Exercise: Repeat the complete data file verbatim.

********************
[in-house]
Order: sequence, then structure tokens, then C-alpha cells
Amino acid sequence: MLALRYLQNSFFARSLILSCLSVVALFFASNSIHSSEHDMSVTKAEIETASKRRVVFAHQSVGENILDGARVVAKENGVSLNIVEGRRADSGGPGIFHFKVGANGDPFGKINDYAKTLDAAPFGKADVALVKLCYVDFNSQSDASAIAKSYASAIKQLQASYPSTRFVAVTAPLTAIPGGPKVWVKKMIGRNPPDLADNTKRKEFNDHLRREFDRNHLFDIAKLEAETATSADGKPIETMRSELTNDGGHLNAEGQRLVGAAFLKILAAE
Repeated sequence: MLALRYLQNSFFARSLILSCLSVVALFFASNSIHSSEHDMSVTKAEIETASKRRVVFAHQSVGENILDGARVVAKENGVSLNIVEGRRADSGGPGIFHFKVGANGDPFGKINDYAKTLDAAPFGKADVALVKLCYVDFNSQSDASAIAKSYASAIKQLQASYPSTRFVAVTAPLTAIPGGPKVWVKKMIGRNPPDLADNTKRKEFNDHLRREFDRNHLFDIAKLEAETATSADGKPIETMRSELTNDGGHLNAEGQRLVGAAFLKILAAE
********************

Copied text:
[in-house]
Order: sequence, then structure tokens, then C-alpha cells
Amino acid sequence: MLALRYLQNSFFARSLILSCLSVVALFFASNSIHSSEHDMSVTKAEIETASKRRVVFAHQSVGENILDGARVVAKENGVSLNIVEGRRADSGGPGIFHFKVGANGDPFGKINDYAKTLDAAPFGKADVALVKLCYVDFNSQSDASAIAKSYASAIKQLQASYPSTRFVAVTAPLTAIPGGPKVWVKKMIGRNPPDLADNTKRKEFNDHLRREFDRNHLFDIAKLEAETATSADGKPIETMRSELTNDGGHLNAEGQRLVGAAFLKILAAE
Repeated sequence: MLALRYLQNSFFARSLILSCLSVVALFFASNSIHSSEHDMSVTKAEIETASKRRVVFAHQSVGENILDGARVVAKENGVSLNIVEGRRADSGGPGIFHFKVGANGDPFGKINDYAKTLDAAPFGKADVALVKLCYVDFNSQSDASAIAKSYASAIKQLQASYPSTRFVAVTAPLTAIPGGPKVWVKKMIGRNPPDLADNTKRKEFNDHLRREFDRNHLFDIAKLEAETATSADGKPIETMRSELTNDGGHLNAEGQRLVGAAFLKILAAE